The 10 Biggest Mistakes you can make with you Bodybuilding Diet|
By Chris Aceto
This article was featured in Flex Magazine, July 1997 issue. For more information on how to subscribe to Flex, please take a look at our Magazine section.
Success leaves clues. Ask any top professionals, including bodybuilders, "How can I maximize my progress?" and the best answer will delineate not only the right steps to take but also the pitfalls to avoid.
My goal is to share with you the nutrition lessons I've learned through developing eating regimens for several top bodybuilders, some of whom are now in the professional ranks. My hope is that these tips will allow you to correct any flaws in your nutrition program and hence maximize your progress. Here are the 10 biggest mistakes to avoid if you want to fulfill your bodybuilding potential.
Many bodybuilders jump from one diet to another without ever giving the initial program enough time to work. It takes at least three weeks for your body to adapt to dietary modifications. If you start a high carb, moderate protein, low fat diet with reduced calories, and your goal is to lose fat, expect to notice visible changes after approximately 21 days. Don't anticipate immediate changes in your physique.
Be sure to count not only calories but carbohydrates, proteins and fats as well. Because they don't keep a record of what they're eating, many bodybuilders don't lose fat at the rate they expect, while others fail to gain weight. Don't make the mistake of miscalculating your calorie intake. Successful bodybuilders keep precise records; they don't guess or estimate. Consult the Nutrition Almanac or a comparable source for food values and buy a scale.
Whether you're trying to lose fat or add lean body mass, consistency is key, and sporadic eating is anathema to making progress. If you're a hardgainer or you have a difficult time getting ripped, the five times a day meal plan is best. This approach (a meal every two or three hours) inhibits storage of fat and increases lean body mass by enhancing nutrient absorption.
Don't depend solely on the scale to fine tune your diet. When bodybuilders try to add size, they often become discouraged when their bodyweight doesn't increase rapidly. They frequently jump the gun by adding too many calories to accelerate their progress. Similarly, precontest competitors striving to get down in size sometimes subtract too many calories. While the scale and other measuring devices like bodyfat calipers are effective tools, it's better to rely on photos and an unbiased eye to measure your progress. After all, bodybuilding is a visual sport. If you look leaner and fuller, then your fat loss diet is probably working - even if the scale and bodyfat calipers don't agree.
Athletes who try to add mass often go overboard and eat an excessive number of calories, which are then converted into bodyfat. Then there are bodybuilders who eat a very low fat diet but still gain too many bodyfat because of an extremely high intake of carbohydrates. Sure, carbs are required for hard training, and they aid in recovery, But once the body absorbs what it needs, the excess will be quickly deposited as fat.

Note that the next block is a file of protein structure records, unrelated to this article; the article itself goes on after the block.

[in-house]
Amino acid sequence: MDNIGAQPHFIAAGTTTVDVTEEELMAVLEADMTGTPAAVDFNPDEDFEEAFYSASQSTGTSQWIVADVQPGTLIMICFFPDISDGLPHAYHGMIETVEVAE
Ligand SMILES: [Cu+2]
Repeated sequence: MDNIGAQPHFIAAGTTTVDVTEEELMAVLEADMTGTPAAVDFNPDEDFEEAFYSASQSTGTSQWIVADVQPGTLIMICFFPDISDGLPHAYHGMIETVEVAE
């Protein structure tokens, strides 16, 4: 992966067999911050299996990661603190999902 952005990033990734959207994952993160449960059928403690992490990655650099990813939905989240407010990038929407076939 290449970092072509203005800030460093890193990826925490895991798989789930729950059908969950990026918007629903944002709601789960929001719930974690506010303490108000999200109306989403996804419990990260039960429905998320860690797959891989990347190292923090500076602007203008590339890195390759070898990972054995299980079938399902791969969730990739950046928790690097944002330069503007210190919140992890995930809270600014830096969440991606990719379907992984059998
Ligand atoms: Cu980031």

There's nothing wrong with learning from what the pro bodybuilders do. However, Dorian Yate's diet is vastly different from Nasser El Sonbaty's. What they have in common is an individualized, or customized approach. Dorian's diet might not work for Nasser's, and vice versa. Maintaining detailed records of what you eat and how you react to those foods can help you customize a diet that's ideal for your needs.
Some bodybuilders try to shed fat by taking carnitine and chromium, yet they fail to initiate the fat burning process by lowering their caloric consumption. Others use creatine, glutamine or branched chain amino acids to beef up, but fail to consume enough calories and proteins to stimulate a positive nitrogen balance. Supplements work to enhance a nutrition program, not to make up for poor planning and nutritional mistakes.
To be successful, you have to eat the right way all the time. I've known athletes who burn out from the boredom of eating nothing but plain chicken breasts and tuna straight out of the can. Laura Creavalle's cookbook, The Lite Lifestyle, contains 150 fat free and sugar free recipes designed for precontest bodybuilders. These recipes allow you to stick with your eating program for the long haul, which produces substantive results.
Cutting fat from your diet is helpful in controlling total caloric intake, but removing fat completely from your diet and relying exclusively on very low fat or fat free proteins like turkey, fish and protein powders can lead to a decrease in fat metabolism and/or retard growth. A low fat diet that includes essential fatty acids found in meat, chicken and fish is useful in promoting optimal recovery growth and fat metabolism.
When adding or subtracting calories from your diet, try to make very small incremental changes to allow your body to adapt these dietary manipulations. Severe reductions in calories will cause the body to hoard fat; an abundant increase will stimulate fat storage.